HSBC today restructured its corporate, investment banking and markets operation into three new business lines. The entire division will continue to be run by Stuart Gulliver and John Studzinski as co-heads.
The new global banking division includes corporate and institutional banking, global sector management investment banking, and project and asset finance.
It will be managed by Robin Phillips, currently global co-head of global industrials group, and Mukhtar Hussain, currently co-head of corporate, investment banking and markets in the Middle East. They will report to Studzinski.
Charlie Laughton-Scott, currently global head of corporate and institutional banking, will become deputy head of global banking.
A global markets division will include trading and underwriting activities in debt and equities, and markets-related financing businesses.
Mike Powell, currently head of global markets in Europe and the Middle East, becomes head of the new division, reporting to Gulliver. Danny Palmer, currently global head of equity capital markets, becomes head of financing, reporting to Powell.
The bank said Mark Bucknall, co-head of global investment banking, "has made a personal decision to leave the banking industry and will retire from HSBC". He leaves the bank on May 1.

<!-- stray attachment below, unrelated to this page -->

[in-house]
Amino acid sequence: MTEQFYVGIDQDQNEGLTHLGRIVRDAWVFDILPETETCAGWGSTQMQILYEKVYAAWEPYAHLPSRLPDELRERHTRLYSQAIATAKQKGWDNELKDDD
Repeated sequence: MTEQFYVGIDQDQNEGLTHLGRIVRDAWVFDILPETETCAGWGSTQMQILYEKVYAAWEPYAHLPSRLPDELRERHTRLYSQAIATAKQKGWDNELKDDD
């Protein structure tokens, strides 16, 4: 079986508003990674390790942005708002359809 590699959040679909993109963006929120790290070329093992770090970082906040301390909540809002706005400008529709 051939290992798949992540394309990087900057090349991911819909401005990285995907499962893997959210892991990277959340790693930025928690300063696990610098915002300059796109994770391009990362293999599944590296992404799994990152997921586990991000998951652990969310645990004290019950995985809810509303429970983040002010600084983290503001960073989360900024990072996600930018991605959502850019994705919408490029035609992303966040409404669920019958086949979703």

Global Transaction Banking, the third division, remains unchanged and will be managed by Iain Stewart, who reports to Studzinski.
Gulliver had been expected to take over as sole head of the business, with Studzinski expected to move to a new role as adviser to HSBC new chief executive Stephen Green.
Gulliver has been building the investment banking arm with Studzinski for the past three years.
In the memo to staff, Studzinski and Gulliver said: "Stephen Green has asked us to tell you that the board remains fully committed to the development of the corporate, investment banking and markets division which is a strategic priority for HSBC. [The division] is streamlining its management to optimize its five-year development strategy. These changes underscore the group's support for the corporate, investment bank and markets strategy, not the opposite."
HSBC is currently working on two of the world's largest takeover deals: As the sole adviser to Germany's E.On in its $34.7 billion bid for Spanish electricity company Endesa; and as adviser to Mittal Steel on its $25 billion bid for Paris-listed rival Arcelor.
HSBC is also lending $14.8 billion to help finance E.On's bid, the most the bank has provided in acquisition financing.
HSBC is due to unveil full-year results on March 6.